Acadien day on August 15, La grande Tintamare, they make as much noise as they can to commemorate that day every year, Bouctouche, NB.

15mm at f/8, ISO 200, Polarizing filter and fill-in light with the built-in flash of my T3i.

Old School in Avonlea, village of Anne of Green Gables, PEI.

19mm at f/8, ISO 400, handheld with IS.

Dickson Fall close-up, Fundy National Park, NB.

At 40mm, ISO 100 at f/14, Tripod and Polarizing filter.

Dickson Creek in Fundy National Park, NB.

At 85mm, ISO 100 at f/11, Tripod and Polarizing filter.


The little pond.

My favorite pond for photographing Green Frogs is in fact an old part of an ATV trail that is now filled with water. The pond is not wide so it’s easy to take photos of any Frog in the water or on the shore . When i can i stop at the pond before going to work, i don’t always take photos or came home with a good shot but the more i go the more i have chances to get a good shot. This is a big advantage to have a place like this that you can go often and try new technic are POF, if it doesn’t work the first time you can easily try again and again until you get what you want.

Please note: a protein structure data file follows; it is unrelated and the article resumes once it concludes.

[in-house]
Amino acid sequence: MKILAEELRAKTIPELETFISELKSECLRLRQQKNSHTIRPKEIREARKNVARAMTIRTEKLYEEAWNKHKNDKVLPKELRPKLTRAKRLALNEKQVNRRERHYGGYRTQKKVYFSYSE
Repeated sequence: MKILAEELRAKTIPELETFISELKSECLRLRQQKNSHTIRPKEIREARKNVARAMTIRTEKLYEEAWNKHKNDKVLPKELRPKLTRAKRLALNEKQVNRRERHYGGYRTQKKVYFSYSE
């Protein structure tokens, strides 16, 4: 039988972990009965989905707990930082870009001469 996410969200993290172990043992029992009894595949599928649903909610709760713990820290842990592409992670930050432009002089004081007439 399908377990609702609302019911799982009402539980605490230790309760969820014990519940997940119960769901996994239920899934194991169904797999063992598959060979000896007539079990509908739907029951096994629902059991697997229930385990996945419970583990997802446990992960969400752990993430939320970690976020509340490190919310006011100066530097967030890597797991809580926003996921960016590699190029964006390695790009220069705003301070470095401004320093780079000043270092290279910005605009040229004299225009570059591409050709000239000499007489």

During the last years i got different perspective of Frogs at that pond by using different lenses. I will start by a short video i made this morning of the pond and the set-up i used to get the following photo.

This is the photo of the Male Green Frog that i’m showing in the following Video. unfortunately i couldn’t get the reflection of the Frog’s eye on the water because of the reflections of the plants surrounding the frog.

Canon 7D, 400mm/5.6L, 52mm of Ext. tubes, ISO 400 at f/9, tripod, LV was used to focus precisely on the eye.

Here is the video, you will see the whole pond and the Frog that is in the photo just above:

http://s47.photobucket.com/user/leopold44/media/IMGP1717_zps964efd90.mp4.html

Some more shots from that pond and i always keep an eye for insects on plants along the shore.

Canon 7D with EF 70-300mm IS at 300mm with Ext. tube, at f/11, tripod.

Pentax K-01 with DFA100mm Macro WR, ISO 800 at f/7.1, tripod.

Pentax K-01 with DFA100mm Mcro WR, ISO 500, 1/500 sec.at f/5.0, handheld with SR.


2nd outing with NEX-3 and underwater case.